the flip side of how I feel about going back to China

Usually when people ask about what I'll be doing in the future, about China-things, I give them very happy and excited answers.  Because I am excited, thrilled, to have the chance to go back.  But also partly because it is hard to hold onto too many emotions at once and deal with that conflict, let alone try to express it to others.

Tonight though that came up in conversation with some friends from church, and I decided I should write about it -- the deep sadness that accompanies my plans to go back -- since I've been thinking about it anyway.

As summer turns to fall, I'm constantly reminded of how grateful I am to be in Bloomington for a second year.  It is beautiful and good to get to know a place and to build deep relationships, to discover short cuts and favorite houses and breath taking gardens.  And the thought of saying goodbye to it breaks my heart.

A baby is going to be baptized soon at Hope, and that is a deep joy to me.  Because I've known his family since last fall, the whole time his momma was pregnant with him.  I've grown to love them.  I let myself into their house and play with (and scold) their kids; they feed me and give me rides all over creation and I love them like family, because they are.  So I'm overjoyed to get to be at his baptism and to be a part of the community that helps to bring him up in the covenant for the first years of his life -- and heartbroken at the thought that he probably won't ever have much memory of me, that I won't really get to see him grow up.

When I met with Dan and Chris (my pastors) back in the dead of winter to discuss the possibility of going back to China long(er) term and what that would look like and mean, I cried.  Hard.  Because the thought of saying so many goodbyes, of all of the saying no to good stories and friendships and relationships and conversations and weddings and seeing kids of friends grow up and being around for random trips to Steak and Shake or hanging out at a bar that is wrapped up in saying yes to going back to China -- oh, it feels like a death.  Like a hundred million death of good things that could be and it hurts.  So much so that it's far easier for me to shut it behind a tightly locked door of excitement and anticipation.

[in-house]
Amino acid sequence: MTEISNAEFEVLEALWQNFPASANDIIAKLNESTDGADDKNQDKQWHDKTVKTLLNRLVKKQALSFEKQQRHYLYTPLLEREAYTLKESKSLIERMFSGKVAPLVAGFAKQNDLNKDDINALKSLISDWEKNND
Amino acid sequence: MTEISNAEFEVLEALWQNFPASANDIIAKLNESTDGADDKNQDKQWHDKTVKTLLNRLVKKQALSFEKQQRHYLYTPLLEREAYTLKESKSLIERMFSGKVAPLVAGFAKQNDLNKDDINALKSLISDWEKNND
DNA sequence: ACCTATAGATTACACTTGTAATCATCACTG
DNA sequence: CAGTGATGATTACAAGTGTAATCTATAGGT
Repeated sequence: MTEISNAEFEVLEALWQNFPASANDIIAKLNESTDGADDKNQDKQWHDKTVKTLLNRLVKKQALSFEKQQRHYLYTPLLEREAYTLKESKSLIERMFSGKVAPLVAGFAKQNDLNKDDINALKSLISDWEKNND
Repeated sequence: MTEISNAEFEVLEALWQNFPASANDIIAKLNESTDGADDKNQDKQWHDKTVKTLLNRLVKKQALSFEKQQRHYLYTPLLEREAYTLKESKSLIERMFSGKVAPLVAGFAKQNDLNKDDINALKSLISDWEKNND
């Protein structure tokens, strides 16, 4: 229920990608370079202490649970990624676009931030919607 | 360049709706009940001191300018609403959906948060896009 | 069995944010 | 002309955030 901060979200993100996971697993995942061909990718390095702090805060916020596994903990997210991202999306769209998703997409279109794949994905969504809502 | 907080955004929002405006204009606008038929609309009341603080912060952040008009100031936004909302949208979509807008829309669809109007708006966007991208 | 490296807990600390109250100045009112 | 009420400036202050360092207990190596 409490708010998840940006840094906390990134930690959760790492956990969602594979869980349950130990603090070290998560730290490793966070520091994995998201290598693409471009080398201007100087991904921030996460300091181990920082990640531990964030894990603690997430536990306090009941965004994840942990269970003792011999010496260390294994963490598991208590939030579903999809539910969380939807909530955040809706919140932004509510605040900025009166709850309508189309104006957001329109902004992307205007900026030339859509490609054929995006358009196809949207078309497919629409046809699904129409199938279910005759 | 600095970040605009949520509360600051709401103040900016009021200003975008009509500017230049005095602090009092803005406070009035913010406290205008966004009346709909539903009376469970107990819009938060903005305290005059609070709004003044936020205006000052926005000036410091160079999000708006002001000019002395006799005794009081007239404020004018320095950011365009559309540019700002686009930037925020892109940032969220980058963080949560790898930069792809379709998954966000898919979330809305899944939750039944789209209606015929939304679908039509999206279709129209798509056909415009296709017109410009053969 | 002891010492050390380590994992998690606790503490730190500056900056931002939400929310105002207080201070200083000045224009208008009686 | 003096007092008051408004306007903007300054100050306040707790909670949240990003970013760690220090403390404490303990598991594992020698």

Yes, I think it is a good decision to return to China.  I think that it will teach me to know God more deeply and I think that it's a good use of ways that He has equipped me and talents He's given me and I am content and joyful to be going back.

But the goodbyes -- they are awful.  I don't want to leave this place, Bloomington or America.  I don't want to leave these people -- Hope or the regulars at Crumble, my family or my friends from college. The song Far from the Home I Love from Fiddler on the Roof has long resonated with me, and it continues to do so.  I want to stay here.  I want to keep worshipping with Hope and babysitting these kids and studying the Bible together and eating together and going on walks and doing life together.

I have no neat and tidy resolution to offer to this maelstrom of emotions that swirls around in my heart; not for myself, not for anyone else.  But for Caroline and Susan and Elizabeth, and for all of my other good friends who are willing to push with me into the hard questions of how I actually feel about leaving -- here's the flip side of it.  It feels like death.  Like no part of me wants to say these goodbyes.  But it also feels like life, like this is what I'm meant to do.

So in that fine contradiction, I find the words of Derek Webb's song What Is Not Love running through my mind:

What looks like failure is success
And what looks like poverty is riches
When what is true looks more like a knife
It looks like You're killing me
But You're saving my life

And also I reread the words that a friend sent to me right before I left for my first year of teaching as I sobbed with frustration and fear:

God is good...
In pain...
In tears, losses, death, injustices, crucifixions...
Stupid students
Missing friendships
Aching loneliness
Rebellious wanderings
In all these things... God works.

Oh, my feelings are a fine, tangled mess, to be sure.  And that is valid, and it is okay.

But it's not the end of the story.  Praise God.


  1. It IS valid. It IS okay. And it IS awful.
    Needed the reminder today that it isn't the end of the story. Thanks for that.
    ~Val Browne

    1. Isn't it crazy how it can be all of those things at once? I so want life to be more black and white! I am so thankful for you guys. <3

  2. I pretty much think we don't think enough about what the words "die to self" mean in real life.


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